That's why I'm so thankful for opportunities such as the #IMMOOC and #TOSAchat on Mondays, for example, so that I'm continuing to learn and gain inspiration from a professional learning network who's not going to be derailed from moving toward the ideal endgame- working to create learning environments for our students that are relevant and engaging- that prepare them for their post-secondary paths.  Sometimes the wheels of progress move much more slowly than I'd like, and sometimes not everyone gets on board with what I think is important or not important in education.  But I know that being innovative in education- particularly instructional practices- is appropriate for educators at any stage of the game, no matter where they fall on the pedagogical spectrum.


Saturday, September 10, 2016

#IMMOOC Why is “innovation” so crucial in education? What impact will it have on our students and ourselves long term?

I think in order to answer these questions, we must first define what innovation and education mean.  I think of innovation as something exciting- something that eliminates the old and tired.  I think innovation involves a think-outside-the-box mindset and the willingness to take risks.  So, I ask myself, "Do I not wish that for students in our schools?"  If I'm waving a magic wand, then yes- I want schools to be rid of the old and tired, and I want educational experiences to foster creative thinking and confidence in risk-taking.  I want students to know above all, that due to their own critical thinking skills, they can problem solve their way out of any situation, and therefore, feel safe in taking risks.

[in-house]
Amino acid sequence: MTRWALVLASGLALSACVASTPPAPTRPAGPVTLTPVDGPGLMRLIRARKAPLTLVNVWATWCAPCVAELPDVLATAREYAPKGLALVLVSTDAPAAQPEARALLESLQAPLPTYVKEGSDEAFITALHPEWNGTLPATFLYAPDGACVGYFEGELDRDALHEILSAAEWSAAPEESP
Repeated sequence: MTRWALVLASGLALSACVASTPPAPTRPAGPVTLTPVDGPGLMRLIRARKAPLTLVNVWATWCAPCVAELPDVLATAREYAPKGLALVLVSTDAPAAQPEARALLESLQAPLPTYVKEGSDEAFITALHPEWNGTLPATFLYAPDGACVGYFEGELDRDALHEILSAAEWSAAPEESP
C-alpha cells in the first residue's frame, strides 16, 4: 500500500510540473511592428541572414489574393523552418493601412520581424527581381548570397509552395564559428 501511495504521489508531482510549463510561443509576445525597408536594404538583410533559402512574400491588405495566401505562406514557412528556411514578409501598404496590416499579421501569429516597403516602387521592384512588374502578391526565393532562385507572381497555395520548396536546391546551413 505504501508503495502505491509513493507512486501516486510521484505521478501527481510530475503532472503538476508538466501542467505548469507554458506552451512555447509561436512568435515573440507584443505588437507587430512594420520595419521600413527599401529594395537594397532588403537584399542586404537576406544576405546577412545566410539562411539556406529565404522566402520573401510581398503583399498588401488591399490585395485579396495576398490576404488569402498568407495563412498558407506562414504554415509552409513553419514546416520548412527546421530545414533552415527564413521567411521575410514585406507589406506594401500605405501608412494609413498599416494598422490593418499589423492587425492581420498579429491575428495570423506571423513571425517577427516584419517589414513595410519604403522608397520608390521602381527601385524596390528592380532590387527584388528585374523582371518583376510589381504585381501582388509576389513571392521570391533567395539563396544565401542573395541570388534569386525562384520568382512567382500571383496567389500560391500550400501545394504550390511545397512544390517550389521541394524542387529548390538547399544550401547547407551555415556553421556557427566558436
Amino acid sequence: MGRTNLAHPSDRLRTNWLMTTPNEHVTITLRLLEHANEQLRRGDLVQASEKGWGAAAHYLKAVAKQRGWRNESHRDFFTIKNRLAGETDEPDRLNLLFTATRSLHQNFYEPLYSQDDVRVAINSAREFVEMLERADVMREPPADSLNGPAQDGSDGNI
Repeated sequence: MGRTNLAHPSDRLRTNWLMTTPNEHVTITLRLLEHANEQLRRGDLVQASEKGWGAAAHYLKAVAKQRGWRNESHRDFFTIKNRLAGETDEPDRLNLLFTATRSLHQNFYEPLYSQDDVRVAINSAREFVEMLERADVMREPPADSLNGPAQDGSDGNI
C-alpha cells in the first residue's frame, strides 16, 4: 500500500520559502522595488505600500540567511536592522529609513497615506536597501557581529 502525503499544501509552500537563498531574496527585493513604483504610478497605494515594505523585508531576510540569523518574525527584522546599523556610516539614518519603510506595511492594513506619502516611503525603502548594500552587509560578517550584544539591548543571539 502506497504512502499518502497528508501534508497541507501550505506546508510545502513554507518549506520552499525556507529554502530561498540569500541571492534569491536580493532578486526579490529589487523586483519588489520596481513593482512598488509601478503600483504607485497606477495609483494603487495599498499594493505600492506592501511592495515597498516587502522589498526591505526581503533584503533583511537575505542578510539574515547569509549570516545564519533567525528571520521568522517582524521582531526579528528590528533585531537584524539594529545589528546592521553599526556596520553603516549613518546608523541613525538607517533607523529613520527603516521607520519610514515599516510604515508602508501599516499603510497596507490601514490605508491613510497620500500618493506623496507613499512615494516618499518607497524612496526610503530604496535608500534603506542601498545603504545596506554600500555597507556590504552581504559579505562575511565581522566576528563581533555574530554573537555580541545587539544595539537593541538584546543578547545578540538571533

Education has to revolve around the #1 priority of preparing our students to live in the world beyond high school.  Whether it's a college or career path, our students need essential skills to be successful, including the ability to communicate, create, critically think, and collaborate with others.  Those skills facilitate the ability to innovate- and I think that those skills don't always just come naturally to every person.

Our school system needs to teach those skills to every student.  Our schools need to model what those skills look like and provide strategies to students with opportunities to practice under an educator who's providing coaching and guidance and allowing for divergent thinking with multiple right answers.  We can't keep educating our kids of today with methods and practices from the past that are no longer relevant.  Things evolve.  Things change.

I think innovation in lesson design and delivery is especially crucial in order to have a prayer of meeting our students where they are.  Students of today are different.  Their brains have had different exposure to technological advancements than students of days past.  Different connections are made, neurologically, and with that comes different ways of thinking and different expectations and hopes from students regarding what "school" is.  Many of today's students want to "do school" like they "do life"- fast-paced, interacting with peers online, and accessing information from a device anytime they want

Schools are always going to have the advanced kids who will succeed and excel in their classes despite the most boring (and outdated) lesson design and delivery. I think that innovation in education levels the playing field and allows everyone a way to win.  In the long term, that produces a greater pool of people who have better skills for dealing with future jobs and situations- a greater pool of people beyond "the top 10%".  Roughly half the high school students (9th-12th) of today came into the world in the early 21st century, yet are subjected to teaching styles- in some classes-from the previous century.  And they don't understand life before the Internet.  We all need to evolve what we're doing to be relevant to students, and we don't have to have it all figured out first in order to move forward.
#IMMOOC, #innovation, #education, @sherylgarman